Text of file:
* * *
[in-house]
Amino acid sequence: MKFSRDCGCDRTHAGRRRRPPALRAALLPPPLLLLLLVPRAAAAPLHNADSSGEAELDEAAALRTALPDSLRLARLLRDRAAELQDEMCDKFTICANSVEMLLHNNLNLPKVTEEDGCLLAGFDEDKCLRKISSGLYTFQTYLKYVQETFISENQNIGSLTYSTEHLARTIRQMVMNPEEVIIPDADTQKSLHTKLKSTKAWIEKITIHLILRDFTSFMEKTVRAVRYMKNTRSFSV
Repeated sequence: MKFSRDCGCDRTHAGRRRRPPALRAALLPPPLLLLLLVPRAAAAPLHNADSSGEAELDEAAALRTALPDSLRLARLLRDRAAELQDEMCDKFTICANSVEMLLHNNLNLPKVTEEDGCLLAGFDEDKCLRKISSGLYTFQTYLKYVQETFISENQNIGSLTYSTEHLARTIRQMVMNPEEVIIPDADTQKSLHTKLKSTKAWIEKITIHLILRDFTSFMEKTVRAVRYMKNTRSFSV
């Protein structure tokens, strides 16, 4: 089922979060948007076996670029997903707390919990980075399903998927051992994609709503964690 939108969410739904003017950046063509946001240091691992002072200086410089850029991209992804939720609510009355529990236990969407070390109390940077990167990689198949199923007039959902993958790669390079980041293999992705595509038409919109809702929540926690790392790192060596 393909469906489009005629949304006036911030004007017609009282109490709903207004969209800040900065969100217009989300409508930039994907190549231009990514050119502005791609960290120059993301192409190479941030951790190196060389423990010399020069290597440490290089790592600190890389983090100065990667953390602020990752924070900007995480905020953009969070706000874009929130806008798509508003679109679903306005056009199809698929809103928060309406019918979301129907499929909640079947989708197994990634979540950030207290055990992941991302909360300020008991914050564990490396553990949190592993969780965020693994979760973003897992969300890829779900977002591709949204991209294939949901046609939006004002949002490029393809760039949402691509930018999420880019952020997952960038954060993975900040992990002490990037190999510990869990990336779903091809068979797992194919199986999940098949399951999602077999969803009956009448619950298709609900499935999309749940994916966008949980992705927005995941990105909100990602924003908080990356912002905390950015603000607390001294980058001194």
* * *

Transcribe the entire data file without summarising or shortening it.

[in-house]
Amino acid sequence: MKFSRDCGCDRTHAGRRRRPPALRAALLPPPLLLLLLVPRAAAAPLHNADSSGEAELDEAAALRTALPDSLRLARLLRDRAAELQDEMCDKFTICANSVEMLLHNNLNLPKVTEEDGCLLAGFDEDKCLRKISSGLYTFQTYLKYVQETFISENQNIGSLTYSTEHLARTIRQMVMNPEEVIIPDADTQKSLHTKLKSTKAWIEKITIHLILRDFTSFMEKTVRAVRYMKNTRSFSV
Repeated sequence: MKFSRDCGCDRTHAGRRRRPPALRAALLPPPLLLLLLVPRAAAAPLHNADSSGEAELDEAAALRTALPDSLRLARLLRDRAAELQDEMCDKFTICANSVEMLLHNNLNLPKVTEEDGCLLAGFDEDKCLRKISSGLYTFQTYLKYVQETFISENQNIGSLTYSTEHLARTIRQMVMNPEEVIIPDADTQKSLHTKLKSTKAWIEKITIHLILRDFTSFMEKTVRAVRYMKNTRSFSV
């Protein structure tokens, strides 16, 4: 089922979060948007076996670029997903707390919990980075399903998927051992994609709503964690 939108969410739904003017950046063509946001240091691992002072200086410089850029991209992804939720609510009355529990236990969407070390109390940077990167990689198949199923007039959902993958790669390079980041293999992705595509038409919109809702929540926690790392790192060596 393909469906489009005629949304006036911030004007017609009282109490709903207004969209800040900065969100217009989300409508930039994907190549231009990514050119502005791609960290120059993301192409190479941030951790190196060389423990010399020069290597440490290089790592600190890389983090100065990667953390602020990752924070900007995480905020953009969070706000874009929130806008798509508003679109679903306005056009199809698929809103928060309406019918979301129907499929909640079947989708197994990634979540950030207290055990992941991302909360300020008991914050564990490396553990949190592993969780965020693994979760973003897992969300890829779900977002591709949204991209294939949901046609939006004002949002490029393809760039949402691509930018999420880019952020997952960038954060993975900040992990002490990037190999510990869990990336779903091809068979797992194919199986999940098949399951999602077999969803009956009448619950298709609900499935999309749940994916966008949980992705927005995941990105909100990602924003908080990356912002905390950015603000607390001294980058001194």